without spilling?

Jack Burgess
Newark, CA






------------------------------------

Yahoo! Groups Links


Re: Air brush suggestions...

Bruce Smith
 

Um Doug,

Jack say that he has an Iwata in the first paragraph... and that's why he's asking these questions (and no need to shout).

Regards
Bruce Smith
Auburn, AL

On Sep 30, 2010, at 7:24 AM, dakkinder wrote:

BUY AN IWATA !
Doug Kinder

--- In STMFC@..., "Jack Burgess" <jack@...> wrote:

I am in need of some suggestions. No, not what airbrush to buy (I already
have a couple) but how to add paint to a new one. After probably 40 years of
using double-action, bottom-feed (bottle-type) Badger airbrushes, I bought
an Iwata gravity-feed cup HP-C Plus airbrush at the Milwaukee NMRA
Convention. My question is on how to get paint into the gravity- feed cup on
this new airbrush.

With the Badger bottom-feed air brushes, I'd mix the paint in one of several
glass bottles, put on the lid, and attach it to the airbrush. But with the
new gravity-feed airbrush, I need an easy, logical way to mix the paint and
"pour" it into the airbrush cup without making a mess. Once I'm done, I need
an easy way to add solvent to the airbrush cup to clean things up.

The instructions (which are in Japanese with poor translations) show adding
"stuff" to the airbrush cup using a plastic squeeze bottle with a inverted
"U" shaped spout. However, I use solvent-based Floquil paint nearly
exclusively so plastic containers seem questionable. (No, I'm not going to
change to water-based paints.)

So, others who have used gravity-feed airbrushes with solvent-based
paints...

What do you use to mix paints that is easy to clean afterward?
Do you have any tricks for pouring the mixed paint into the airbrush cup
without spilling?
Likewise, any special tricks to pouring solvent into the airbrush cup
without spilling?

Jack Burgess
Newark, CA





------------------------------------

Yahoo! Groups Links



Re: Truck Wish List

Frederick Freitas <prrinvt@...>
 

Bill,
 
 
No need to duck, there are many on this list who can use the Chrysler truck.
I'm still hoping for a PRR Keisel truck, used for tenders and B60b baggage cars.
 
Fred Freitas

--- On Thu, 9/30/10, Bill Welch <fgexbill@...> wrote:


From: Bill Welch <fgexbill@...>
Subject: [STMFC] Truck Wish List
To: STMFC@...
Date: Thursday, September 30, 2010, 8:32 AM


 



I was intrigued by appeals to Kadee for trucks but wanted to respect
Brian Leppert's efforts with his offerings and willingness to listen
also so I wanted to make a non partisan appeal for Chrysler trucks,
which admittedly were applied to a relatively limited number of cars.
Ducking for cover now.

Bill Welch
2225 Nursery Road; #20-104
Clearwater, FL 33764
727.470.9930
fgexbill@...










[Non-text portions of this message have been removed]


Truck Wish List

Bill Welch
 

I was intrigued by appeals to Kadee for trucks but wanted to respect
Brian Leppert's efforts with his offerings and willingness to listen
also so I wanted to make a non partisan appeal for Chrysler trucks,
which admittedly were applied to a relatively limited number of cars.
Ducking for cover now.

Bill Welch
2225 Nursery Road; #20-104
Clearwater, FL 33764
727.470.9930
fgexbill@...


Re: Air brush suggestions...

dakkinder
 

BUY AN IWATA !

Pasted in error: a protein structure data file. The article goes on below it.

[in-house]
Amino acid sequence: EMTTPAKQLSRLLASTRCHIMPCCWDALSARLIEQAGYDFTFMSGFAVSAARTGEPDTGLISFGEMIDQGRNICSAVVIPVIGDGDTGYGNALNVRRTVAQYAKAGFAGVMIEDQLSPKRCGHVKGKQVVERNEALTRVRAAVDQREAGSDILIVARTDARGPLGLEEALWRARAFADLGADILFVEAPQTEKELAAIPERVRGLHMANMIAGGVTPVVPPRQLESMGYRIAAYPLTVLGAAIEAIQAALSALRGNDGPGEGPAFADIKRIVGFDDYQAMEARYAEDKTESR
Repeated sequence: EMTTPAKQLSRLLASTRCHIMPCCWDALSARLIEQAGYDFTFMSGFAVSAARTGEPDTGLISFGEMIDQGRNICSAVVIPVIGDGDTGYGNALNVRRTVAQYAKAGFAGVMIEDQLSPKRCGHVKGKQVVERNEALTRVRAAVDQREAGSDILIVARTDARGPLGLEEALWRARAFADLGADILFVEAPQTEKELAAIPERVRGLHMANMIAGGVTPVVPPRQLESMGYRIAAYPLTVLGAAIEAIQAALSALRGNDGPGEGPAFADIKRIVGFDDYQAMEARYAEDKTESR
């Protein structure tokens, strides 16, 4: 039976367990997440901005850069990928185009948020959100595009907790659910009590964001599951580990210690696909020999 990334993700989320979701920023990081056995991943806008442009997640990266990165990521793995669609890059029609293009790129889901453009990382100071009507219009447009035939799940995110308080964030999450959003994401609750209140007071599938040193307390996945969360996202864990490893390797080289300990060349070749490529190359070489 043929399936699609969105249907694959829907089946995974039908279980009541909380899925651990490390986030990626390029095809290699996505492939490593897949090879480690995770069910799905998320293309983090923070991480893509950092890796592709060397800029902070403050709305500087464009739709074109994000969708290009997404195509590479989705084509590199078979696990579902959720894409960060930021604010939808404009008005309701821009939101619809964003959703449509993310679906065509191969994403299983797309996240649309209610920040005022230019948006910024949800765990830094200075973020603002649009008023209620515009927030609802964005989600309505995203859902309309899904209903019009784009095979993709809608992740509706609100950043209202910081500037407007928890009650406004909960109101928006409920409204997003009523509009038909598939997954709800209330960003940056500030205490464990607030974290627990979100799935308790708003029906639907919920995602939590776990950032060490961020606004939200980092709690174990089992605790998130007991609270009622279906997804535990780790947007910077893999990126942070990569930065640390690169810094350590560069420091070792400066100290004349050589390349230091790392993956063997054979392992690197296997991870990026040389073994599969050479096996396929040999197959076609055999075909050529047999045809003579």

Doug Kinder

--- In STMFC@..., "Jack Burgess" <jack@...> wrote:

I am in need of some suggestions. No, not what airbrush to buy (I already
have a couple) but how to add paint to a new one. After probably 40 years of
using double-action, bottom-feed (bottle-type) Badger airbrushes, I bought
an Iwata gravity-feed cup HP-C Plus airbrush at the Milwaukee NMRA
Convention. My question is on how to get paint into the gravity-feed cup on
this new airbrush.

With the Badger bottom-feed air brushes, I'd mix the paint in one of several
glass bottles, put on the lid, and attach it to the airbrush. But with the
new gravity-feed airbrush, I need an easy, logical way to mix the paint and
"pour" it into the airbrush cup without making a mess. Once I'm done, I need
an easy way to add solvent to the airbrush cup to clean things up.

The instructions (which are in Japanese with poor translations) show adding
"stuff" to the airbrush cup using a plastic squeeze bottle with a inverted
"U" shaped spout. However, I use solvent-based Floquil paint nearly
exclusively so plastic containers seem questionable. (No, I'm not going to
change to water-based paints.)

So, others who have used gravity-feed airbrushes with solvent-based
paints...

What do you use to mix paints that is easy to clean afterward?
Do you have any tricks for pouring the mixed paint into the airbrush cup
without spilling?
Likewise, any special tricks to pouring solvent into the airbrush cup
without spilling?

Jack Burgess
Newark, CA


[Non-text portions of this message have been removed]


Re: Air brush suggestions...

Malcolm H. Houck
 

What do you use to mix paints that is easy to clean afterward?
Do you have any tricks for pouring the mixed paint into the
airbrush cup without spilling?


I mix the small amounts of paint in a cheap shot glass. The
"Dollar" stores often have any number of varieties.....and I
often get shot glasses with some graduations on the outside.


Being glass, the shot glasses are easy to clean. Pour empty,
wipe out and wipe with solvent. From these discount stores
the glasses are so cheap I treat them as ultimately disposable
and do not hesitate to throw them away if for some reason
I can't get any one of them clean.

To pour first hold the brush in an air brush holder. You can fill
the cup by using a pipette or eyedropper as suggested, or you
can pour directly. When pouring place a mixing stick in the cup and
pour down the "track" of the stick. No spill, no drip, no mess.

Mal Houck


Inspiration for Underbody Air Brake Connections

gary laakso
 

In between working on truss rod boxcars and WFEX/BREX/FGEX truss rod reefers, I came across these derailment pictures showing underbody detailing! None of the NP truss rod boxcars derailed!

http://wrvmuseum.pastperfect-online.com/30869cgi/mweb.exe?request=record;id=1CFDD4E9-9E3E-479F-91B8-621220164566;type=102


gary laakso
south of Mike Brock
vasa0vasa@...